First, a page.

Ogata Korin known for his screen paintings, lacquer work and textile designs used his knowledge of the family business, Karigane-ya, to explore these mediums and styles. He was employed as the designer of women’s clothing for the Shogun’s court, his decorative style comes from this background. His non outlining technique was highly admired during and even after his death. His design work at the Karigane-ya almost always incorporated circles. Korin’s Eight-planked bridge (Yatsuhashi in japanese) uses elegance and refinement incorporating Buddhist and Shinto ideals. This work is a pair of sixfold screens, known as byobu. The byobu is traditionally a folding screen made from multiple joined panels, usually bearing decorative paintings and/or calligraphy, and used to separate interiors. The screens would have been commissioned for a wealthy private patron as he used expensive materials, such as gold leaf and an intimate depiction of nature. The subject matter is an interpretation of one of the scenes of the Tales of Ise, a collection of poems, depicting an intimate scene of a leisure bridge through a garden of blooming irises. The idea of contemplating nature and perceiving this event of flowers in bloom is in line with the Shinto belief of experiencing natural occurrences. The groomed iris garden is a fitting scene for a domestic object, serene, peaceful, orderly, contemplative and controlled. To portray the damp, saturated planks of wood Korin shows his unparalleled technical prowess through the technique called Tarashikomi, in which a second layer of paint is applied before the first layer is dry. Tarashikomi, meaning “drippin in”, is an effective technique used when depicting aqueous puddles. This technique was used by Sotatsu, who Korin admired deeply. The use of this technique provokes ideas of decaying and the impermanence of the wood, this therefore invokes the Zen Buddhist belief that all things are intranscient. Korin used a basic approach to composition, incorporating patterned themes of nature and includes circles to combine them harmoniously and to create a circular motion whilst viewing the work. The work Eight-planked Bridge depicts a cluster of irises to the bottom section of the panels, forming a rich varied mat of malachite green and azurite blue against a gold leafed background. This style of art is formal and flat with the flowers resembling cutouts. These are the composition and colour principles of decorative painting. The lack of framework in the painting plunges the viewer into the scene, this is accentuated by the dimensions of the work, allowing an immersive view to take place.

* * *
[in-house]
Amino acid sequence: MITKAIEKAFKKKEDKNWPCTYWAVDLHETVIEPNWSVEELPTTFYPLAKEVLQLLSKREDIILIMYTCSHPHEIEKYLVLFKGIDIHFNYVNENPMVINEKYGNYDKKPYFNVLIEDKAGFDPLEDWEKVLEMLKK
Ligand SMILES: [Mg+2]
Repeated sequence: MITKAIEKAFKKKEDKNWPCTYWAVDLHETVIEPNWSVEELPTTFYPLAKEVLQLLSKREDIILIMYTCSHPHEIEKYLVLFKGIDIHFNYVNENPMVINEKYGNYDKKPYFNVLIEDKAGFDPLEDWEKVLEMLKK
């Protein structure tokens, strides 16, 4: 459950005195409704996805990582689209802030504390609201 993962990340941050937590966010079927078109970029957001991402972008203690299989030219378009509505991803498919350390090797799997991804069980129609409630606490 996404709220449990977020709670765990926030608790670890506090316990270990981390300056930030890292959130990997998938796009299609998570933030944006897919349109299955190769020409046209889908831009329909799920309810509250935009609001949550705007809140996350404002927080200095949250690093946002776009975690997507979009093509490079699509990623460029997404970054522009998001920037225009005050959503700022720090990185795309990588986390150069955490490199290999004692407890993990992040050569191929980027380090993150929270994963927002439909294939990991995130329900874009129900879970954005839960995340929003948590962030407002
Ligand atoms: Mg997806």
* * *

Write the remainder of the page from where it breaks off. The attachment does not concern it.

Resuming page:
Linear perspective was a new influence for Japanese art and brought in by the Dutch. Books of linear perspective were distributed in the country by the Dutch East India Company.
Though Korin does not use traditional methods of perspective, the Yatsuhashi, is shown with depth through the use of the folds in the panel. The lack of perspective is seen in Hiroshige’s Sudden Shower Over Shin-Ohashi Bridge and Atake. The print has different layers of depth but does not correspond with the traditional ideals of linear perspective, the first and foremost layer is the rain, then the bridge followed by water and then the shadow of Atake in the background. Traditional european perspective did not catch on in Japan, Japanese art during the Edo period veered towards the decorative style, creating a flattened space, rather than autonomous style which allows the eye to recede into depth.